WHAT IS 3D PRINTING GOOD FOR?
I know we always hear the same answer to the question ‘what can you make with a 3D printer?’ The answer we usually hear is ‘Anything!’ or ‘Practically anything!’. And while we know that answer is true, most of us still only think 3D printers are good for making trinkets, replacement parts for our washing machines, custom cases for our Raspberry Pi’s and smart phones. These are all good things, but 3D printers really are capable of printing many, many more things. Especially if you have enough creativity, talent, time, patience, and money.
A GOOD SOURCE FOR IDEAS
There’s a website on the Internet called www.instructables.com. In case you’re not familiar with it, it’s a site in which the site guests create the content. Each guest has the option of creating as many “Instructables” as the wish. Each instructable is a set of instructions, with optional pictures and video, on how to make, repair or do something. The instructables range of topics is limitless, but mostly, so far the content has been about making things. One look at these instructables leads you to believe there are some very creative and talented people on this planet and I think most of them have gravitated to this site. Browsing their 3D printing topic will quickly convince you there is a whole lot more to 3D printing then you ever expected. I guarantee you not only will be impressed with the range of things you can build with a 3D printer, but the quality will impress you, as well.
I could just end this blog now by saying ‘go to Instructable.com and check out their 3D Printing topic.’ But then I wouldn’t have a chance to talk about some of the awesome things people are making with their 3D printers. Besides, you may not have the time to check the site out right now and forget later. Also, I possibly might not have convinced you yet why you should check out the site.
AND NOW A PUBLIC SERVICE ANNOUNCEMENT: CREATIVITY FOR ANYONE!
I mentioned creativity being important to what you can make with a 3D printer, well, creativity isn’t a requirement. It’s only really important if you want to create original prints. If you’re considering owning a 3D printer, but don’t feel particularly creative, you can still find plenty of things on the Internet to print.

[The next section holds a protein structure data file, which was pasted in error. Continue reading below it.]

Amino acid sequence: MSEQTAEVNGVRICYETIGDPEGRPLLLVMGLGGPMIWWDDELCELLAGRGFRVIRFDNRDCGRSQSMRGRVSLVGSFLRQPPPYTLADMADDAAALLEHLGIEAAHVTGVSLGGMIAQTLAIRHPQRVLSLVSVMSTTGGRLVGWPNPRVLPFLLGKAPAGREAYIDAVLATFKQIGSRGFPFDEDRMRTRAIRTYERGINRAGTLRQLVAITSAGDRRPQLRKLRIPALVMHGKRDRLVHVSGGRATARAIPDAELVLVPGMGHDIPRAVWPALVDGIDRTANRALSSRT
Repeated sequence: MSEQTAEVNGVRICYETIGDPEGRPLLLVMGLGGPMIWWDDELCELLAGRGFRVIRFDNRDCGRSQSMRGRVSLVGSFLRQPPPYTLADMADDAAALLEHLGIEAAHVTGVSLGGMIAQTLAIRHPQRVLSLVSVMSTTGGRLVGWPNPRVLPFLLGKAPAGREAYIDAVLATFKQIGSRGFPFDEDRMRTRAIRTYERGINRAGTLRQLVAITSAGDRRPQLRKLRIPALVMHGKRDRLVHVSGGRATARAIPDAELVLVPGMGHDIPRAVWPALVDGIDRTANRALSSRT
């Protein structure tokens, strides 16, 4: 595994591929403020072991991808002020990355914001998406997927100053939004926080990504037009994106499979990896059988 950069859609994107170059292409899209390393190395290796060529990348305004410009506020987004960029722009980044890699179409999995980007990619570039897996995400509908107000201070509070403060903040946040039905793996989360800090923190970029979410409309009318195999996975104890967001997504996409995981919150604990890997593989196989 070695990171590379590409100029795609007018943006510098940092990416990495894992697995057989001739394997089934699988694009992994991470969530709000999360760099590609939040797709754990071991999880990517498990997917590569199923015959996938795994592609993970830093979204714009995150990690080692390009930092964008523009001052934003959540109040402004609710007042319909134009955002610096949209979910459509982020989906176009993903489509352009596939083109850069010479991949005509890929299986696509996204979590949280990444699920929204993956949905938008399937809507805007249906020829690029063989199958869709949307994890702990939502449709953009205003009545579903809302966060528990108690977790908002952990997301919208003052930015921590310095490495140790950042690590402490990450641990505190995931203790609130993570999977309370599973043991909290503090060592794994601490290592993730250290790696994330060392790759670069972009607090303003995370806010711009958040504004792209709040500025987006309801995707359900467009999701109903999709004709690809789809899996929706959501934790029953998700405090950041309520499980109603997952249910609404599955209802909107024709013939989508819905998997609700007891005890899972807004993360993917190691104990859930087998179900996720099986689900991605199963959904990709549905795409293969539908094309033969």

Let me tell you, creativity is not a talent you’re born with. Sure, a person can be a naturally inclined to be more creative than other people, the same as you can with many skills, but a knack for creativity can be developed in almost anyone, just the same as other skills can be. Creativity by definition is (according to the Oxford Online Dictionary) ‘the use of imagination or original ideas to create something; inventiveness.’ You can’t say ‘some people just have no imagination!’ Well okay, I’ve said it many times, but we know while we were saying it, it’s an exaggeration. Everyone is born with imagination, it’s just that some people have let theirs wither or die. But that doesn’t mean it can’t be reborn or nourished back to health. All it takes is practice. Practice imagining. And as much as I hate using catch phrases, ‘Practice thinking outside the box.’ I could do a whole blog just on creativity, but not now and I’m not claiming to be an expert on creativity. I know there are many ways to develop a creative mind.
HOW FANCY DO YOU WANT IT, ANYWAY?
Maybe you do or don’t have a flair for the creative, but what about your eye for detail? Does your patience match your perfectionism? An abundance of or lack of patience can’t affect what you print, but it can affect the level of your print detail. Only your own desires crossed with your lack or knack of patience will determine the level of features in your print. The following are two (2) good examples of the quantity of detail. The first is a very nice and simple example of a formula racecar by prince_ko, at https://www.instructables.com/id/Drag-Reduction-System/. It’s a 3D printed formula 1 racecar in every way. It’s printed in 3 colors with each color representing a different part of the car, but keep in mind that even if it was printed all in one color, it would still be a formula 1 racecar and just as playable.
On the other hand, in the second example of a formula 1 racecar by brettt3, this formula 1 racecar clearly has a higher level of detail than the first one. The second is also printed in multiple colors, but the color breaks represent the “paint” scheme rather than parts. Among some of the many other differences are, the second racecar’s printed parts are shaped more realistically and decorated with decals. The second racecar is built using multiple materials and non-printed parts.
The both racecars could have been printed in one color and painted in their current color schemes, but that would be extra work. Does your level of commitment to the work match your level of the desired outcome? Boy, did that sound like something said in motivational seminar? Clearly the second racecar was a lot more work than the first racecar. If you want the second car, you’ll have to put in the work. The word “work” is a scary word to most people, so keep in mind that the 3D printer will do most of the actual work, after the design stage.
I’VE GOT GOOD NEWS AND BAD NEWS
The bad news: money and how much you have to spend, has a direct correlation on what you can print and the quality of your prints. And the good news… you can make up for this with a little extra work, creativity and patience. If you need to print something bigger than your print bed will allow, you can print things in pieces and glue the pieces together. Just a note: if you do expect to glue pieces together, it’s would be a good idea to include registration pins or notches in your prints. This way then can only Align Properly and go together one way.